Improving Your Investments With a Kiss - Keep It Simple, Stupid!
Legendary Investors Warren Buffett and Peter Lynch on Simplicity
Of all of the investment advice you are likely to receive in your lifetime, some of the best is, "Keep it simple, stupid!", or Kiss. The concept behind this deceptively dismissive phrase gained popularity from two sources. The first was Peter Lynch at Fidelity, one of the greatest equity investors in history. He was fond of telling people to "buy a business so simple even an idiot could run it because sooner or later, one will" and "invest in what you know".
He also advocated investors pay attention to what they were spending to acquire ownership of assets relative to growth and earnings focusing on the PEG and dividend-adjusted PEG ratios. The second was Warren Buffett, the legendary Chairman and CEO of Berkshire Hathaway, a diversified holding company engaged in nearly every sector and industry of the economy.
When you take the "Keep it simple, stupid" approach to your investments, applying it at both the overall portfolio management and individual security levels, you focus on the handful of things that really matter and can significantly decrease the risks to which you expose your precious and often hard-earned wealth. It allows you to see past the noise, obfuscation, and focus on owner earnings, among other relevant facts. It avoids complexity which, anyone with an engineering or probability background can appreciate as each additional breakpoint introduced, no matter how small the individual chance of failure, significantly increases the chances of failure on the whole.
That's the last thing you want when running a portfolio of irreplaceable capital upon which you, your family, or a person or institution to whom you owe a fiduciary duty relies for passive income such as dividends, interest, and rents.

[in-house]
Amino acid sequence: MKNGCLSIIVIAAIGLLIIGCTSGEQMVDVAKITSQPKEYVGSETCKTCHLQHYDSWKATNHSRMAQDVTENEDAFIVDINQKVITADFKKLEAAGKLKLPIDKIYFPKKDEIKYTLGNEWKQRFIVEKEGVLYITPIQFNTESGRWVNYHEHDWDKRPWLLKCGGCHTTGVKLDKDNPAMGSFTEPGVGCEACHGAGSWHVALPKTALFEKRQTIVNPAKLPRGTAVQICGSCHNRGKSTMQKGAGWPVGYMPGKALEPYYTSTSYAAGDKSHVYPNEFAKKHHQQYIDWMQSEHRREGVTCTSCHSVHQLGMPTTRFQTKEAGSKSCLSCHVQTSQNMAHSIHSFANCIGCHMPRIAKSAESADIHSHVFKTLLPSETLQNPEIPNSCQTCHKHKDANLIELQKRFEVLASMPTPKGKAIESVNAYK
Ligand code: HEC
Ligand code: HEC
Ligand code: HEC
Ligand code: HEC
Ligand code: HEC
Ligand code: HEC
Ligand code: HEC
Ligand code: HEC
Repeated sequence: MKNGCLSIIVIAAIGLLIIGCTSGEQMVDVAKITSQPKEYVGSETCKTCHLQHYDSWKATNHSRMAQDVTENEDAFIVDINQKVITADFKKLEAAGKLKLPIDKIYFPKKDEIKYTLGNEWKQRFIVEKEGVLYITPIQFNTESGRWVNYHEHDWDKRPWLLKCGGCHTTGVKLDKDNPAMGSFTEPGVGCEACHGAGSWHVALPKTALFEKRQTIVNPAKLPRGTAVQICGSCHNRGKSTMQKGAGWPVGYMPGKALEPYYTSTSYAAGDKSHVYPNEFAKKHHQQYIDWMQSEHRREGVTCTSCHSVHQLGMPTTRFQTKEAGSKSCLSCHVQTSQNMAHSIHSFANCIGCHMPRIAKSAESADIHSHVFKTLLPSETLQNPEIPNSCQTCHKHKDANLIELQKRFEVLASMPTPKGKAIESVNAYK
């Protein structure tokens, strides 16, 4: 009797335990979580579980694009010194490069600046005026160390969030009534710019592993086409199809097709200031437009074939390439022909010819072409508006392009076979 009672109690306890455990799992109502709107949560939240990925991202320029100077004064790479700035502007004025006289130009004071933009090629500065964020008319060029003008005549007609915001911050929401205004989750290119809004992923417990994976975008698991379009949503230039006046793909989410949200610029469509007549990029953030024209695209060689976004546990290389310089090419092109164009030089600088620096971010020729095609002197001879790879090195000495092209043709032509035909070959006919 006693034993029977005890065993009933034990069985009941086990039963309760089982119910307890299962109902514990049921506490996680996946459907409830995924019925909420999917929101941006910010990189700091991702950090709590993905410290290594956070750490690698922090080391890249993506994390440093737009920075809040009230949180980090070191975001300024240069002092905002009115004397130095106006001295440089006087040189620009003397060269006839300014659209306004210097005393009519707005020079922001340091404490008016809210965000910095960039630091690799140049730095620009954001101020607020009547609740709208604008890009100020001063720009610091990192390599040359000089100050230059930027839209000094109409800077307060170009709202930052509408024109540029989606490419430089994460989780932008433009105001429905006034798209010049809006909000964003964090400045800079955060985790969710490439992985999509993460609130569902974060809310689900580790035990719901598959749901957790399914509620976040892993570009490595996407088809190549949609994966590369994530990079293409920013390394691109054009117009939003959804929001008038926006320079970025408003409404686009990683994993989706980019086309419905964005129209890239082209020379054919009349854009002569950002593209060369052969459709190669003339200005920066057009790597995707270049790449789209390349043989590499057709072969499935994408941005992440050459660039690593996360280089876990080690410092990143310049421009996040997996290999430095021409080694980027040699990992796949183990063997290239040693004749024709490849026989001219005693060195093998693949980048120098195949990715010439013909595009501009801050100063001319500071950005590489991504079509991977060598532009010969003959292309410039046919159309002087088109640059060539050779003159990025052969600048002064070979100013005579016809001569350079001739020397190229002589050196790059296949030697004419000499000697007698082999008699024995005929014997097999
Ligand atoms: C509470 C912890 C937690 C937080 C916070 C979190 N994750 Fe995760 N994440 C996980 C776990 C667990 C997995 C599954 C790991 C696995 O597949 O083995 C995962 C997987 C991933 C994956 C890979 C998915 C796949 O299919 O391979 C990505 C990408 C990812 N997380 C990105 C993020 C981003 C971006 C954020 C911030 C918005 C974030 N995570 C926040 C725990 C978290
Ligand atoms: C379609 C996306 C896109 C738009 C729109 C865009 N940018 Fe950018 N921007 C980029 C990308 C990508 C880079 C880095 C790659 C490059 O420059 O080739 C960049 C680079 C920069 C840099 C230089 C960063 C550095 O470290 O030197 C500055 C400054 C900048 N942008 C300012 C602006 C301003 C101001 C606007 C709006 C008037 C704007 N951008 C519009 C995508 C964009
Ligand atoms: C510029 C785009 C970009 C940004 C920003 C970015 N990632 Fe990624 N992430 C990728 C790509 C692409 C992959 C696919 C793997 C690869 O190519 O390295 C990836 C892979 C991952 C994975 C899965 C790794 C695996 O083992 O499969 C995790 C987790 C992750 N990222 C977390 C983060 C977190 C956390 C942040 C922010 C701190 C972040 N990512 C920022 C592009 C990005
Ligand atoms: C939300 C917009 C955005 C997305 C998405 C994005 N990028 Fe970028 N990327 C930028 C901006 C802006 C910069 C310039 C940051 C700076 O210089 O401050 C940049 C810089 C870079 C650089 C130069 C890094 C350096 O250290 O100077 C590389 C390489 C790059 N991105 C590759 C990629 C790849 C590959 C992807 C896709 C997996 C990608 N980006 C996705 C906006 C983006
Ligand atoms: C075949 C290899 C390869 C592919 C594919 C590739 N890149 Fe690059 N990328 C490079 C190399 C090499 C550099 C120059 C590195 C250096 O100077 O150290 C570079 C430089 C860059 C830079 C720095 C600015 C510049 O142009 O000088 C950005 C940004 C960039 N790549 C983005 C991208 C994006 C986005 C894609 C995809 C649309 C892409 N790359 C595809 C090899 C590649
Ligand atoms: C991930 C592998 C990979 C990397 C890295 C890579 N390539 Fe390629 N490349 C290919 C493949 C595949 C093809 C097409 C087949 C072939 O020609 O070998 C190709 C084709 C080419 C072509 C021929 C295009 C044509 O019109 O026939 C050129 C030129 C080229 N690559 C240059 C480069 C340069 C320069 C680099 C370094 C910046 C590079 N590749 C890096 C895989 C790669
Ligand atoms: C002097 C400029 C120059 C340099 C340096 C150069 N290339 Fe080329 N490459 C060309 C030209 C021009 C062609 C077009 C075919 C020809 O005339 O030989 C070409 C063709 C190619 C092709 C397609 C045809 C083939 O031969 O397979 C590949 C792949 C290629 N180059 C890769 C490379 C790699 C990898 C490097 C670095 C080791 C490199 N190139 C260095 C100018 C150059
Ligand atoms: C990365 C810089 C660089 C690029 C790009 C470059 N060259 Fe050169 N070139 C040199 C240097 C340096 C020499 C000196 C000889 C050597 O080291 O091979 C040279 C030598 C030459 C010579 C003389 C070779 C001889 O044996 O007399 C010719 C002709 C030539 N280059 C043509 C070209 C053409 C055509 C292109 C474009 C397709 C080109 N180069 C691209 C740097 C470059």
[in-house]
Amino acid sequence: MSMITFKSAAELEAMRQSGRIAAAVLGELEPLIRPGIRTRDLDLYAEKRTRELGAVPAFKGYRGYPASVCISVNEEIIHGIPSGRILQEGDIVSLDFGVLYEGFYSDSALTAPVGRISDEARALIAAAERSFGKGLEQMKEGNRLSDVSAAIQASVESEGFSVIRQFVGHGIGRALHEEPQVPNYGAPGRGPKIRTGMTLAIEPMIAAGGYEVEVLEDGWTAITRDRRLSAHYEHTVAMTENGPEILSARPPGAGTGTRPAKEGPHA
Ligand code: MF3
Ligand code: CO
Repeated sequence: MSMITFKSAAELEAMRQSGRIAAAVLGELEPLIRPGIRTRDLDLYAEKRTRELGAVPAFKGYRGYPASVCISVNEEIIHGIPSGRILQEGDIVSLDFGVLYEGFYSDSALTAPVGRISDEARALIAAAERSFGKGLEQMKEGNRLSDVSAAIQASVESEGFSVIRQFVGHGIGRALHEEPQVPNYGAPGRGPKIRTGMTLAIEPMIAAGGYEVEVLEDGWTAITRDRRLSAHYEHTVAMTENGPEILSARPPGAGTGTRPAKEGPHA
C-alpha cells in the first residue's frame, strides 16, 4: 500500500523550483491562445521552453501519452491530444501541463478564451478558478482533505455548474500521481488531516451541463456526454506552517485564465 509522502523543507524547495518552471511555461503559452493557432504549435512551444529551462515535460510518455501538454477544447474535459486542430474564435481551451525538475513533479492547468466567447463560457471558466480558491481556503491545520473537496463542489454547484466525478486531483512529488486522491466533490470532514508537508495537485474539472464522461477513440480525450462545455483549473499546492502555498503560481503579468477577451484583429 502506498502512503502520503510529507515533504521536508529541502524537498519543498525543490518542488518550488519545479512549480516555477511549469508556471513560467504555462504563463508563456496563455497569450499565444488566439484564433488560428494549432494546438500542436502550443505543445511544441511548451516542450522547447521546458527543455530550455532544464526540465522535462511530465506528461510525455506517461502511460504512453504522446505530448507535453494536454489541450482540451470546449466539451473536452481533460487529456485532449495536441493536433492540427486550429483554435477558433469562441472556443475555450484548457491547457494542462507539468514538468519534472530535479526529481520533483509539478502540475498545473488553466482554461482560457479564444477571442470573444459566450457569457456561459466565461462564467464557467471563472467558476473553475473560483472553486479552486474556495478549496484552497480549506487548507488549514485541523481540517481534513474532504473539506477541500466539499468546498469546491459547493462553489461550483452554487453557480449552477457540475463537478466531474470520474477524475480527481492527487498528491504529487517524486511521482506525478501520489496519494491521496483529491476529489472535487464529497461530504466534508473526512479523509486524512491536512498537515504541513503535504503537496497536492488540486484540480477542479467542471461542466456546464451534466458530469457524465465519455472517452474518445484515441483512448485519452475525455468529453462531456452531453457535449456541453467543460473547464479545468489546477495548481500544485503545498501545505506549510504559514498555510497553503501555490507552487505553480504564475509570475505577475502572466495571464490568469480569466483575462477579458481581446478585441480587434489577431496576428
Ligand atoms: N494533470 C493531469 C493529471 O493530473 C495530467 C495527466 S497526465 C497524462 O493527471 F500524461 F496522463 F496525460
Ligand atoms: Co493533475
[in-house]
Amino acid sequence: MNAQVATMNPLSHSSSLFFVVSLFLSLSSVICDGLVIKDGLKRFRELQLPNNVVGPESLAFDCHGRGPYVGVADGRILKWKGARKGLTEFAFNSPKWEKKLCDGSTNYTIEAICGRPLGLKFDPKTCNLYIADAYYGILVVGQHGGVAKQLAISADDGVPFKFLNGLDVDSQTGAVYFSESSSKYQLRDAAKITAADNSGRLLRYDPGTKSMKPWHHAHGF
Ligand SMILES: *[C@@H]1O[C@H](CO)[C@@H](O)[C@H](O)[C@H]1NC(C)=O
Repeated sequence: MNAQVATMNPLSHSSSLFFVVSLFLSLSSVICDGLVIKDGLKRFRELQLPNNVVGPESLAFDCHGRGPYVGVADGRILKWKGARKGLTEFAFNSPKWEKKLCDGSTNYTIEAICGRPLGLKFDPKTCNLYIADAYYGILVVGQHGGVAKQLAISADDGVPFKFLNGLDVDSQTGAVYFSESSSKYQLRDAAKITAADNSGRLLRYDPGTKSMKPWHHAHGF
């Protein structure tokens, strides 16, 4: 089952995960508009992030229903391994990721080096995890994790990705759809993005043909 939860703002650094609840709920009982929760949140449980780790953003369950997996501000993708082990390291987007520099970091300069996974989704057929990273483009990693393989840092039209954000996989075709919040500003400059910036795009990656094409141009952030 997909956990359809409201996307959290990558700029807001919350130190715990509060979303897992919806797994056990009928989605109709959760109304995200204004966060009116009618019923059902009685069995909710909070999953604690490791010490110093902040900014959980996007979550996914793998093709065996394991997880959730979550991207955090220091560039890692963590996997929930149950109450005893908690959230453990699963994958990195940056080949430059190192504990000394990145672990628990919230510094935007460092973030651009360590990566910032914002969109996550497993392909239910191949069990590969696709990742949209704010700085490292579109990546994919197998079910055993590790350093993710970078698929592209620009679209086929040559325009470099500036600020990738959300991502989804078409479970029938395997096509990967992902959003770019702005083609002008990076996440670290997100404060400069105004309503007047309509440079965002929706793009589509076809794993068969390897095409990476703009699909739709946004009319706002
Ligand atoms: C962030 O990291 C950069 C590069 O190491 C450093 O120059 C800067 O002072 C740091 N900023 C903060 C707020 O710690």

(For those of you who aren't familiar with probability theory, a quick illustration might help.
Which would you rather have: a stock that has a 65% chance of doubling in the next five years or a stock that has a chance of quadrupling if eight different events all take place (perhaps a business license in a new state, a new factory built, etc.), each event having a 90% probable success rate? The latter, believe it or not, has an approximate 43% chance of coming true – much worse odds than the former option! With more links in a chain, you have greater odds of something going wrong. If a stock could go up 1,000% but for it to do so, the labor unions must drop demand, fuel supplies must collapse, a bankruptcy court must force a competitor to pay its promised pension obligations, and new management to come in and cut stock option expenses, you are probably going to be disappointed at best or, at worst, end up like these poor people.)
My goal in writing this article is to share with you some of the ways I think a person can follow the "Keep it simple, Stupid" philosophy in their own life. My hope is that not only will you seriously considering adopting some of them, but you'll train yourself to begin looking for ways to reduce complexity, honing in on the core of whatever it is you are attempting to accomplish.
A Great Way to Practice "Keep It Simple, Stupid!" When Choosing an Investment Is To Use The One-Paragraph Test